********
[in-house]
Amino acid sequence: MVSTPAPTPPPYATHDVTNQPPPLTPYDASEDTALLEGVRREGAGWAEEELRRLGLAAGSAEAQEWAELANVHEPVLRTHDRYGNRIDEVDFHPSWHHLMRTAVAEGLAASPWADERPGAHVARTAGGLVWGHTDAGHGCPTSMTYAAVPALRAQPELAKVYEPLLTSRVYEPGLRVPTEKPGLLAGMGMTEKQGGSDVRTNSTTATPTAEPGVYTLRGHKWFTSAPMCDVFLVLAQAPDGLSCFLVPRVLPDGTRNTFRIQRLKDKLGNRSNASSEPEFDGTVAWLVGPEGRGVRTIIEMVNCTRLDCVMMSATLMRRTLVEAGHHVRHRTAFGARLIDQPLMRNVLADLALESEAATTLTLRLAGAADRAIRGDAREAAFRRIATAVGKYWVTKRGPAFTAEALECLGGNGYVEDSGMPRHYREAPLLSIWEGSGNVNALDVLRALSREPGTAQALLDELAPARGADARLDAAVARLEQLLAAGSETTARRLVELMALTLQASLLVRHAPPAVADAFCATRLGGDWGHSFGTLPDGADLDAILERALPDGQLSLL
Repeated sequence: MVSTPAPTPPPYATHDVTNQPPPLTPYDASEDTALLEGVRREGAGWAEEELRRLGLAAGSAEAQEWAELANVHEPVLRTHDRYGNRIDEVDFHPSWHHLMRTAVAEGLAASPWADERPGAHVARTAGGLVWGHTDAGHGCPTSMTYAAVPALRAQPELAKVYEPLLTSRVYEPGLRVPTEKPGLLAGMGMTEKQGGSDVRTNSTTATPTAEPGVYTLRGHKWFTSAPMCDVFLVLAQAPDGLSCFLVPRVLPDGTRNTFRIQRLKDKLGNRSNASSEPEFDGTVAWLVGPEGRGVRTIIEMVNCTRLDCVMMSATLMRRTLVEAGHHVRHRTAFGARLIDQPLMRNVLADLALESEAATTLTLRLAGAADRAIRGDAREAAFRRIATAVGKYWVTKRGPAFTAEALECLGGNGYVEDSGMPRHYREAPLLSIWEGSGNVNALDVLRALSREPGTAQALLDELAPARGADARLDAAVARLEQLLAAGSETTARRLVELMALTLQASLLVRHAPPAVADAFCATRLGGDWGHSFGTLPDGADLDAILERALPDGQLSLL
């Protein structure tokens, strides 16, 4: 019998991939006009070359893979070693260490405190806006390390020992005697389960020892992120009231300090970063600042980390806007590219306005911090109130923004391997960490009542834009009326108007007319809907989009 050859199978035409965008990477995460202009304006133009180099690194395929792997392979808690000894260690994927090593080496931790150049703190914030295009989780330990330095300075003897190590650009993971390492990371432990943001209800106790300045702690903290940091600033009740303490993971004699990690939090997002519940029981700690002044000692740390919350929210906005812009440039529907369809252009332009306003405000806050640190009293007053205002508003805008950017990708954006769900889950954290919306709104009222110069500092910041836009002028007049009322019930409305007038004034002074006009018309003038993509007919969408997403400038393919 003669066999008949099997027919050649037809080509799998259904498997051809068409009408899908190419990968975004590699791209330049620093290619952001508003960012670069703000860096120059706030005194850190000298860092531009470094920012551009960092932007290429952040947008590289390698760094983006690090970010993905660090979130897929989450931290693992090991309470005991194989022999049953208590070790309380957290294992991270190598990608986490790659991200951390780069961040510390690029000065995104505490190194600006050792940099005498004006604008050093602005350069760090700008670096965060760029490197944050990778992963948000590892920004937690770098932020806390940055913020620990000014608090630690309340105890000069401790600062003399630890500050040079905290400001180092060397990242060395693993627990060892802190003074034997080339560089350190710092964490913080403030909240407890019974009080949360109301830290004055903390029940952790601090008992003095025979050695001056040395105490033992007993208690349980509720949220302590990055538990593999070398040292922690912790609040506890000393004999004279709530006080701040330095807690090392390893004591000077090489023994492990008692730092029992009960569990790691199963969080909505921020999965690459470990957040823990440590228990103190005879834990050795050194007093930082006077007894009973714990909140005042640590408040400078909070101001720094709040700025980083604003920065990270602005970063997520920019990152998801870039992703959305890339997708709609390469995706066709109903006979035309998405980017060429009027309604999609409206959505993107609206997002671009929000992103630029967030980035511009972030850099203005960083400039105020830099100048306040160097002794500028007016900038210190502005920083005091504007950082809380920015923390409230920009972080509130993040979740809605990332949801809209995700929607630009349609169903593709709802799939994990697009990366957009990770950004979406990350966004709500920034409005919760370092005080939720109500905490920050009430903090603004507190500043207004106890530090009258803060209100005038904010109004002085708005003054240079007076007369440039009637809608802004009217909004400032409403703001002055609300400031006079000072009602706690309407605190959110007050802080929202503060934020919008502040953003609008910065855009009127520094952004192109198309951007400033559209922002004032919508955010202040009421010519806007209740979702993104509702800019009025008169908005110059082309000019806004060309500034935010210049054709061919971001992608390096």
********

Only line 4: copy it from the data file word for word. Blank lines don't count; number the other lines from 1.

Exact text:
């Protein structure tokens, strides 16, 4: 019998991939006009070359893979070693260490405190806006390390020992005697389960020892992120009231300090970063600042980390806007590219306005911090109130923004391997960490009542834009009326108007007319809907989009 050859199978035409965008990477995460202009304006133009180099690194395929792997392979808690000894260690994927090593080496931790150049703190914030295009989780330990330095300075003897190590650009993971390492990371432990943001209800106790300045702690903290940091600033009740303490993971004699990690939090997002519940029981700690002044000692740390919350929210906005812009440039529907369809252009332009306003405000806050640190009293007053205002508003805008950017990708954006769900889950954290919306709104009222110069500092910041836009002028007049009322019930409305007038004034002074006009018309003038993509007919969408997403400038393919 003669066999008949099997027919050649037809080509799998259904498997051809068409009408899908190419990968975004590699791209330049620093290619952001508003960012670069703000860096120059706030005194850190000298860092531009470094920012551009960092932007290429952040947008590289390698760094983006690090970010993905660090979130897929989450931290693992090991309470005991194989022999049953208590070790309380957290294992991270190598990608986490790659991200951390780069961040510390690029000065995104505490190194600006050792940099005498004006604008050093602005350069760090700008670096965060760029490197944050990778992963948000590892920004937690770098932020806390940055913020620990000014608090630690309340105890000069401790600062003399630890500050040079905290400001180092060397990242060395693993627990060892802190003074034997080339560089350190710092964490913080403030909240407890019974009080949360109301830290004055903390029940952790601090008992003095025979050695001056040395105490033992007993208690349980509720949220302590990055538990593999070398040292922690912790609040506890000393004999004279709530006080701040330095807690090392390893004591000077090489023994492990008692730092029992009960569990790691199963969080909505921020999965690459470990957040823990440590228990103190005879834990050795050194007093930082006077007894009973714990909140005042640590408040400078909070101001720094709040700025980083604003920065990270602005970063997520920019990152998801870039992703959305890339997708709609390469995706066709109903006979035309998405980017060429009027309604999609409206959505993107609206997002671009929000992103630029967030980035511009972030850099203005960083400039105020830099100048306040160097002794500028007016900038210190502005920083005091504007950082809380920015923390409230920009972080509130993040979740809605990332949801809209995700929607630009349609169903593709709802799939994990697009990366957009990770950004979406990350966004709500920034409005919760370092005080939720109500905490920050009430903090603004507190500043207004106890530090009258803060209100005038904010109004002085708005003054240079007076007369440039009637809608802004009217909004400032409403703001002055609300400031006079000072009602706690309407605190959110007050802080929202503060934020919008502040953003609008910065855009009127520094952004192109198309951007400033559209922002004032919508955010202040009421010519806007209740979702993104509702800019009025008169908005110059082309000019806004060309500034935010210049054709061919971001992608390096």